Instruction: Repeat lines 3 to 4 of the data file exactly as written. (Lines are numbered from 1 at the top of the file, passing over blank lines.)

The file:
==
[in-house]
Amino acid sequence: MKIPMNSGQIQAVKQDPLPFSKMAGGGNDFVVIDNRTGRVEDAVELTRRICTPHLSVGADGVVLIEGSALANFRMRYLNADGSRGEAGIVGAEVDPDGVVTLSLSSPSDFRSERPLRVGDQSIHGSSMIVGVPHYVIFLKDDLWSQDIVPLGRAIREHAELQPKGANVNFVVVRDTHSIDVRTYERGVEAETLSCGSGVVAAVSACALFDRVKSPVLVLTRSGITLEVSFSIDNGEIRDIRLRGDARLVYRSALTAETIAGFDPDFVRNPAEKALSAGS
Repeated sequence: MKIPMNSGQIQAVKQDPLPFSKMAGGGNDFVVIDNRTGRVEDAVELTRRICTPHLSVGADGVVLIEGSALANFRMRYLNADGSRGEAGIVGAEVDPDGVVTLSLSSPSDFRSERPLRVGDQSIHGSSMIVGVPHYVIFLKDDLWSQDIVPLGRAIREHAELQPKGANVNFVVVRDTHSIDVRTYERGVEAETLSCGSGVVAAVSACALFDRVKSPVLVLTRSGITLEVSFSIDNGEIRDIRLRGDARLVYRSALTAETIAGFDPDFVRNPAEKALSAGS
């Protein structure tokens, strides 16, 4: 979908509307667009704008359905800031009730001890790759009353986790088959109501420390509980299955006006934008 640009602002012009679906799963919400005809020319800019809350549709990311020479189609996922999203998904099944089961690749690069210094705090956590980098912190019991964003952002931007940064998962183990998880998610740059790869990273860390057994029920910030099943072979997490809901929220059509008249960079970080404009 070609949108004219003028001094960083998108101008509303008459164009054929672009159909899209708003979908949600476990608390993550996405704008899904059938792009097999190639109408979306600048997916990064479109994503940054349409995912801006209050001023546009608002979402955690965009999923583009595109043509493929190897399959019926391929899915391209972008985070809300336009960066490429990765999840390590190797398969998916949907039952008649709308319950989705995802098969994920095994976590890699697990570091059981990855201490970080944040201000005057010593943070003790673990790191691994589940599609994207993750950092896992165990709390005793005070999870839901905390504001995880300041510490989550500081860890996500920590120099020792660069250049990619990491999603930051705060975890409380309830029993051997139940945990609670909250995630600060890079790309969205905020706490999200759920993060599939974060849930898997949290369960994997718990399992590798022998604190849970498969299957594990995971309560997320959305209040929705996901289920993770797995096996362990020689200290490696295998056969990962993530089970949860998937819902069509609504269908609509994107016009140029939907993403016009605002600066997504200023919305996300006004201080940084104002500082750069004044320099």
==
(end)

Repeated sequence: MKIPMNSGQIQAVKQDPLPFSKMAGGGNDFVVIDNRTGRVEDAVELTRRICTPHLSVGADGVVLIEGSALANFRMRYLNADGSRGEAGIVGAEVDPDGVVTLSLSSPSDFRSERPLRVGDQSIHGSSMIVGVPHYVIFLKDDLWSQDIVPLGRAIREHAELQPKGANVNFVVVRDTHSIDVRTYERGVEAETLSCGSGVVAAVSACALFDRVKSPVLVLTRSGITLEVSFSIDNGEIRDIRLRGDARLVYRSALTAETIAGFDPDFVRNPAEKALSAGS
């Protein structure tokens, strides 16, 4: 979908509307667009704008359905800031009730001890790759009353986790088959109501420390509980299955006006934008 640009602002012009679906799963919400005809020319800019809350549709990311020479189609996922999203998904099944089961690749690069210094705090956590980098912190019991964003952002931007940064998962183990998880998610740059790869990273860390057994029920910030099943072979997490809901929220059509008249960079970080404009 070609949108004219003028001094960083998108101008509303008459164009054929672009159909899209708003979908949600476990608390993550996405704008899904059938792009097999190639109408979306600048997916990064479109994503940054349409995912801006209050001023546009608002979402955690965009999923583009595109043509493929190897399959019926391929899915391209972008985070809300336009960066490429990765999840390590190797398969998916949907039952008649709308319950989705995802098969994920095994976590890699697990570091059981990855201490970080944040201000005057010593943070003790673990790191691994589940599609994207993750950092896992165990709390005793005070999870839901905390504001995880300041510490989550500081860890996500920590120099020792660069250049990619990491999603930051705060975890409380309830029993051997139940945990609670909250995630600060890079790309969205905020706490999200759920993060599939974060849930898997949290369960994997718990399992590798022998604190849970498969299957594990995971309560997320959305209040929705996901289920993770797995096996362990020689200290490696295998056969990962993530089970949860998937819902069509609504269908609509994107016009140029939907993403016009605002600066997504200023919305996300006004201080940084104002500082750069004044320099």